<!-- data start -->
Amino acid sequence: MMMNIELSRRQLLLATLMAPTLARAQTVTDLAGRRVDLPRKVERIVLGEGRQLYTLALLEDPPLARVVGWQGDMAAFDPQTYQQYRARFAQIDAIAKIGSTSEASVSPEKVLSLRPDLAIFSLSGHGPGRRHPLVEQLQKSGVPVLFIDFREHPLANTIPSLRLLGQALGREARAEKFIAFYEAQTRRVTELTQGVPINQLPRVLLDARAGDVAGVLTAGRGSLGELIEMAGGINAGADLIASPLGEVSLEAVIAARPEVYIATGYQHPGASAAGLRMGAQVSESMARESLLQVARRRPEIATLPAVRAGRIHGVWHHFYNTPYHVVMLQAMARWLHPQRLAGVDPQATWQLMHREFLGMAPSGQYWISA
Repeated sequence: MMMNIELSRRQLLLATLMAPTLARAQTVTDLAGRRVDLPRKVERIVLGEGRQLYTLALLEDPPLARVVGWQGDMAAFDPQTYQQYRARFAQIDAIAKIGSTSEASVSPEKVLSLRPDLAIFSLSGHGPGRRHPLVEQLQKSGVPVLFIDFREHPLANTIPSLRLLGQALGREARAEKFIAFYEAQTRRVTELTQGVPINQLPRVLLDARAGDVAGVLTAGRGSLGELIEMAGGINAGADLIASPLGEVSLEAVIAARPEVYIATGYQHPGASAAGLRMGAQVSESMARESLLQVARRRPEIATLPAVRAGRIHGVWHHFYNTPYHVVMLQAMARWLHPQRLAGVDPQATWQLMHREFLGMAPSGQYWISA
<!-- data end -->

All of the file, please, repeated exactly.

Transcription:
Amino acid sequence: MMMNIELSRRQLLLATLMAPTLARAQTVTDLAGRRVDLPRKVERIVLGEGRQLYTLALLEDPPLARVVGWQGDMAAFDPQTYQQYRARFAQIDAIAKIGSTSEASVSPEKVLSLRPDLAIFSLSGHGPGRRHPLVEQLQKSGVPVLFIDFREHPLANTIPSLRLLGQALGREARAEKFIAFYEAQTRRVTELTQGVPINQLPRVLLDARAGDVAGVLTAGRGSLGELIEMAGGINAGADLIASPLGEVSLEAVIAARPEVYIATGYQHPGASAAGLRMGAQVSESMARESLLQVARRRPEIATLPAVRAGRIHGVWHHFYNTPYHVVMLQAMARWLHPQRLAGVDPQATWQLMHREFLGMAPSGQYWISA
Repeated sequence: MMMNIELSRRQLLLATLMAPTLARAQTVTDLAGRRVDLPRKVERIVLGEGRQLYTLALLEDPPLARVVGWQGDMAAFDPQTYQQYRARFAQIDAIAKIGSTSEASVSPEKVLSLRPDLAIFSLSGHGPGRRHPLVEQLQKSGVPVLFIDFREHPLANTIPSLRLLGQALGREARAEKFIAFYEAQTRRVTELTQGVPINQLPRVLLDARAGDVAGVLTAGRGSLGELIEMAGGINAGADLIASPLGEVSLEAVIAARPEVYIATGYQHPGASAAGLRMGAQVSESMARESLLQVARRRPEIATLPAVRAGRIHGVWHHFYNTPYHVVMLQAMARWLHPQRLAGVDPQATWQLMHREFLGMAPSGQYWISA